The Centre of My Everything reviewed by Tara

“Everyone knows you can screw around when you are tanked, but you’ve got to know when to stop. There are limits there’s the stuff that you do that makes you a legend and the stuff that you do that makes you a dickhead.” 

On Monday everyone is buzzing with stories of what happened at parties on the weekend. But are they stories of triumph or regret? When does a good time cross the line? Does it involve furniture being broken, a Kombi being driven into in a rose garden or a grave being decimated and the bones stolen? Is it when someone falls in the fire, when a brawl breaks out, when people pass out and compromising photos are taken, or when a girl is raped? When it comes to drinking and driving, is it better for a sober learner to take the wheel to prevent drunk friends driving, or a should a licensed driver be behind the wheel even though they are over the limit? Surely it would be unlucky for anything to go wrong. What do you do when it does?

The Centre of My Everything explores all of this and more in an enthralling narrative. It is written from the viewpoint of four central characters. Corey Williams is a local footy hero, who has resigned himself to the reality that he’ll never make the big league, and is struggling to find work. Tara Ramsey, one of Mildura’s princess pair, is a party girl, who doesn’t take crap from anyone, and feels justified to shovel it out, particularly when it comes to Margo Bonney. Justin Sparks is a recovering addict who left town ten years ago after the death of his mum and has reluctantly returned to face his demons. Margo Bonney, a bright Aboriginal girl, is working hard to finish her studies and go to uni in the city. A series of events quickly bring their stories together at an unsupervised eighteenth birthday party. The results are shocking. As each character deals with the fallout of the night they learn surprising things about themselves and their histories, which are intertwined in unexpected ways.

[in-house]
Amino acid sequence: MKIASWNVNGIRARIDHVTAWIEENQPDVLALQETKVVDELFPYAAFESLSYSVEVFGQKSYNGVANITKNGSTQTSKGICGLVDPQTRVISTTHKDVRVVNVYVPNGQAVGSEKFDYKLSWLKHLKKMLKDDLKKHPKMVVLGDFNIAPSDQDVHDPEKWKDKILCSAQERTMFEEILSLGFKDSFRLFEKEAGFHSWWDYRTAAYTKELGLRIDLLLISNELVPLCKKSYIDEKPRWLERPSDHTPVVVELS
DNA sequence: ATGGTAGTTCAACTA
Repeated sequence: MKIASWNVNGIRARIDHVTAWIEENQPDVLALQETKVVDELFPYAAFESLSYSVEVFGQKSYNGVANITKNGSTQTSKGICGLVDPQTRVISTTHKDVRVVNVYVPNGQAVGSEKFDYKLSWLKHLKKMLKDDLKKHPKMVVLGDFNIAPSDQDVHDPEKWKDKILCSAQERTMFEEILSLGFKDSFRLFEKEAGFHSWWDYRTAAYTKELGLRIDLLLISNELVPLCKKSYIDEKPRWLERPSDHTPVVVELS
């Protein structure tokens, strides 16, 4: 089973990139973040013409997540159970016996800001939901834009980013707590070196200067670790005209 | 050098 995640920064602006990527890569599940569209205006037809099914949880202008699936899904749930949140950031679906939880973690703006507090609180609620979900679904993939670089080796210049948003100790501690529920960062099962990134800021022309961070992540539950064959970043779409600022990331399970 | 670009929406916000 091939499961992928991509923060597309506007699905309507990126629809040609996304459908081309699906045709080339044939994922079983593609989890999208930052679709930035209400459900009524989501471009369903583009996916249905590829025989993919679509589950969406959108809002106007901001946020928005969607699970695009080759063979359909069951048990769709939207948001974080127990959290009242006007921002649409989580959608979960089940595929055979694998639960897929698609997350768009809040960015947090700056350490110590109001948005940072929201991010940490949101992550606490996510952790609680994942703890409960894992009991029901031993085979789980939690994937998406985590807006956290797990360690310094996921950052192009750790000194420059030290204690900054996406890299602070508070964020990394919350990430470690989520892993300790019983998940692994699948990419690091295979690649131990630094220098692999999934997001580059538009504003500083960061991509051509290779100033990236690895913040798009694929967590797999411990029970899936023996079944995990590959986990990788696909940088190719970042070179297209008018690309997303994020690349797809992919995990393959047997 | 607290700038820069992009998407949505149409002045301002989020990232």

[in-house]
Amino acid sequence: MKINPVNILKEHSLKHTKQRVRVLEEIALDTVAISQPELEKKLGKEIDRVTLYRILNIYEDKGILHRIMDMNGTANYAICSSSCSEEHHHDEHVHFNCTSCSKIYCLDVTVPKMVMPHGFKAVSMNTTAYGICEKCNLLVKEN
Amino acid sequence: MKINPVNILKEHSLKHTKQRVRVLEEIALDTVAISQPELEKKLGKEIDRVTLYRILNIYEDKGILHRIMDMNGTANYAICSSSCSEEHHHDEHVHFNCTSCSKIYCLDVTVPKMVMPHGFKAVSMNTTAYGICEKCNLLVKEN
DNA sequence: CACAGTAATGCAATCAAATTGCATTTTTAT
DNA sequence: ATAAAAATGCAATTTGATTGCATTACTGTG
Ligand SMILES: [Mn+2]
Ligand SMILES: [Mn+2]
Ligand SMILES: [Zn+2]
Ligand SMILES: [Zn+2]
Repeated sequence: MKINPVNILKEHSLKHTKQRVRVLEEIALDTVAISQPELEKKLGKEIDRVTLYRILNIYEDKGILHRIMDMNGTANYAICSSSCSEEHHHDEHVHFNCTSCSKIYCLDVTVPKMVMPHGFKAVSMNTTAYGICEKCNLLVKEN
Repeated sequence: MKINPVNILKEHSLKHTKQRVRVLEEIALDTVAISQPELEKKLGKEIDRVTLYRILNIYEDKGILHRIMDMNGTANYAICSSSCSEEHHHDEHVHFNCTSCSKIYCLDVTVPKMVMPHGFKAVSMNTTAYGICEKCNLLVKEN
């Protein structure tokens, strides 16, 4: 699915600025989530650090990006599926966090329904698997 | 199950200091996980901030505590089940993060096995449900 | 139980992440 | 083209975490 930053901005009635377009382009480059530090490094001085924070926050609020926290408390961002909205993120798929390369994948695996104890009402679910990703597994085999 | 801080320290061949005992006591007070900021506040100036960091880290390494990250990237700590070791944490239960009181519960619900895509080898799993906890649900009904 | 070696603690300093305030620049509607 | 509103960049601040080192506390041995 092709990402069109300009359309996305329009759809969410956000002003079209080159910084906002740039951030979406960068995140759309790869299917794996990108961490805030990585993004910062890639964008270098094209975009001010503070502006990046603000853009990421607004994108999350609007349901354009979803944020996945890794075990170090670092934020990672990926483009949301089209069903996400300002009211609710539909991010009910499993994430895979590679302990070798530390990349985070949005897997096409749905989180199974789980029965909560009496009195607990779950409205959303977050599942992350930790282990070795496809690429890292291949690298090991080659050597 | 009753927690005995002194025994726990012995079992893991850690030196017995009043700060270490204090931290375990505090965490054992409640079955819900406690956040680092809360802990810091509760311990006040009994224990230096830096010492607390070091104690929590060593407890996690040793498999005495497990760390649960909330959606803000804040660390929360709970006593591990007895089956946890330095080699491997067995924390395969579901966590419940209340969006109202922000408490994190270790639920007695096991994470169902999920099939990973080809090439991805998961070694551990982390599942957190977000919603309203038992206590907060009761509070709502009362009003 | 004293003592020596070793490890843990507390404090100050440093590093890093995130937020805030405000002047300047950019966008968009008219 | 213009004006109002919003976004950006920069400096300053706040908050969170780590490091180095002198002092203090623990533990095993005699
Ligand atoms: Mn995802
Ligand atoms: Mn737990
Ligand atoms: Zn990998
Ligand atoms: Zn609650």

This story brings back memories of my high school years in a South Australian town through the descriptions of the local footy heroes, the young boy who spends hours practicing his footy skills whilst dreaming of the future, the limited social life, the community networks that band together and the kids that have trouble getting a break because everyone expected them to be like a parent or sibling who had given up trying. The story flows smoothly between the four protagonists. It is fast paced and engaging, with some pretty deplorable behaviour, balanced by plenty of one-liners and characters that both shock and surprise. Webster has a knack of creating characters that are rough diamonds and provoke empathy within the reader.

I really admire the cover illustration for The Centre of My Everything. The boy drinking from a hose is clever symbolism of the thirst that someone experiences when alcohol is the centre of their life. The story explores the environmental and social influences of alcohol use and looks at both short term issues and long term issues. It delves into the topics of love, grief, suicide, rape, the impact of trauma across generations and the way family history can influence the opportunities offered to young people. It is also about the way a moment can change everything and the importance of stepping up when this moment arrives. Due to the content I would recommend it for older young adult readers and beyond.

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